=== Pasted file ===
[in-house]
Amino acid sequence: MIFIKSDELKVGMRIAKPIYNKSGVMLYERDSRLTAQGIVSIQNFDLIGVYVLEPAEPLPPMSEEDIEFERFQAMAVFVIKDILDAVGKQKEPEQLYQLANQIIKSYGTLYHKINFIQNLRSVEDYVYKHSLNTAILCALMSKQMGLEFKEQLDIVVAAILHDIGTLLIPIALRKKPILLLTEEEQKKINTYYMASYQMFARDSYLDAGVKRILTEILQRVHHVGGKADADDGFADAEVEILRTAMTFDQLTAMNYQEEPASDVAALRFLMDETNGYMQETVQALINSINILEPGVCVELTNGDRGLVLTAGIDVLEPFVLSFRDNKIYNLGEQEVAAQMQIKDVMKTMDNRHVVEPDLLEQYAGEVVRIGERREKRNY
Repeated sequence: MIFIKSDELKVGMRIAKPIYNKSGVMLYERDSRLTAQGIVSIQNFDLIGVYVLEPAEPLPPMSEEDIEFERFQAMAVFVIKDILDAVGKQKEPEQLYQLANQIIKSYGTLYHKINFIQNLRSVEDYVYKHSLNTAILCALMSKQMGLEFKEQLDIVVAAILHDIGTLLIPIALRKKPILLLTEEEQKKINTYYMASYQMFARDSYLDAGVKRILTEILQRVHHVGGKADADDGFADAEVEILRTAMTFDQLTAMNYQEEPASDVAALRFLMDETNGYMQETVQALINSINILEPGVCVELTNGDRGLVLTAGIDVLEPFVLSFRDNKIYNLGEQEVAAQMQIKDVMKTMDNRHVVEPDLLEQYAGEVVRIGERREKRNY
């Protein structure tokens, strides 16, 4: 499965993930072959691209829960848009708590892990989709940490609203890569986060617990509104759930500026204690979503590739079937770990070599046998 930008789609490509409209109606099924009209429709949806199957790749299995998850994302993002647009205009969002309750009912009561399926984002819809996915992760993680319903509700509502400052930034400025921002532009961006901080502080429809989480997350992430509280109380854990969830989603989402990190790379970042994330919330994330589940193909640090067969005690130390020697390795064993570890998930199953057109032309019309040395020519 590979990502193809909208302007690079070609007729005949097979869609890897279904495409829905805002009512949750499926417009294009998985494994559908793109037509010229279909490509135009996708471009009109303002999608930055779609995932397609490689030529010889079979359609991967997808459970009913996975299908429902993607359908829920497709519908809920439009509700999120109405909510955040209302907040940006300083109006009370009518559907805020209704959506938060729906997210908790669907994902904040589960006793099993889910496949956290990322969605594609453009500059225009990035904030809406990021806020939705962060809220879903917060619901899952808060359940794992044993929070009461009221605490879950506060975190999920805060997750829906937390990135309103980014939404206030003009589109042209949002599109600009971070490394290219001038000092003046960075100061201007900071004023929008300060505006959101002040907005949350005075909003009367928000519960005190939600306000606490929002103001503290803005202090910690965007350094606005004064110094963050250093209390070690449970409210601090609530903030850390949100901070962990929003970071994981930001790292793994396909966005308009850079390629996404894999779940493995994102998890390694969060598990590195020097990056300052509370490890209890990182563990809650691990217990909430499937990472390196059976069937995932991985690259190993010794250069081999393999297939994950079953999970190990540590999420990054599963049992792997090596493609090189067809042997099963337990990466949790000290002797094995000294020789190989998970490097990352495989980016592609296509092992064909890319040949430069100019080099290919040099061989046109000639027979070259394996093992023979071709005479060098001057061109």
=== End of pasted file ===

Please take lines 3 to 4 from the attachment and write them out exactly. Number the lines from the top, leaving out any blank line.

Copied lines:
Repeated sequence: MIFIKSDELKVGMRIAKPIYNKSGVMLYERDSRLTAQGIVSIQNFDLIGVYVLEPAEPLPPMSEEDIEFERFQAMAVFVIKDILDAVGKQKEPEQLYQLANQIIKSYGTLYHKINFIQNLRSVEDYVYKHSLNTAILCALMSKQMGLEFKEQLDIVVAAILHDIGTLLIPIALRKKPILLLTEEEQKKINTYYMASYQMFARDSYLDAGVKRILTEILQRVHHVGGKADADDGFADAEVEILRTAMTFDQLTAMNYQEEPASDVAALRFLMDETNGYMQETVQALINSINILEPGVCVELTNGDRGLVLTAGIDVLEPFVLSFRDNKIYNLGEQEVAAQMQIKDVMKTMDNRHVVEPDLLEQYAGEVVRIGERREKRNY
């Protein structure tokens, strides 16, 4: 499965993930072959691209829960848009708590892990989709940490609203890569986060617990509104759930500026204690979503590739079937770990070599046998 930008789609490509409209109606099924009209429709949806199957790749299995998850994302993002647009205009969002309750009912009561399926984002819809996915992760993680319903509700509502400052930034400025921002532009961006901080502080429809989480997350992430509280109380854990969830989603989402990190790379970042994330919330994330589940193909640090067969005690130390020697390795064993570890998930199953057109032309019309040395020519 590979990502193809909208302007690079070609007729005949097979869609890897279904495409829905805002009512949750499926417009294009998985494994559908793109037509010229279909490509135009996708471009009109303002999608930055779609995932397609490689030529010889079979359609991967997808459970009913996975299908429902993607359908829920497709519908809920439009509700999120109405909510955040209302907040940006300083109006009370009518559907805020209704959506938060729906997210908790669907994902904040589960006793099993889910496949956290990322969605594609453009500059225009990035904030809406990021806020939705962060809220879903917060619901899952808060359940794992044993929070009461009221605490879950506060975190999920805060997750829906937390990135309103980014939404206030003009589109042209949002599109600009971070490394290219001038000092003046960075100061201007900071004023929008300060505006959101002040907005949350005075909003009367928000519960005190939600306000606490929002103001503290803005202090910690965007350094606005004064110094963050250093209390070690449970409210601090609530903030850390949100901070962990929003970071994981930001790292793994396909966005308009850079390629996404894999779940493995994102998890390694969060598990590195020097990056300052509370490890209890990182563990809650691990217990909430499937990472390196059976069937995932991985690259190993010794250069081999393999297939994950079953999970190990540590999420990054599963049992792997090596493609090189067809042997099963337990990466949790000290002797094995000294020789190989998970490097990352495989980016592609296509092992064909890319040949430069100019080099290919040099061989046109000639027979070259394996093992023979071709005479060098001057061109």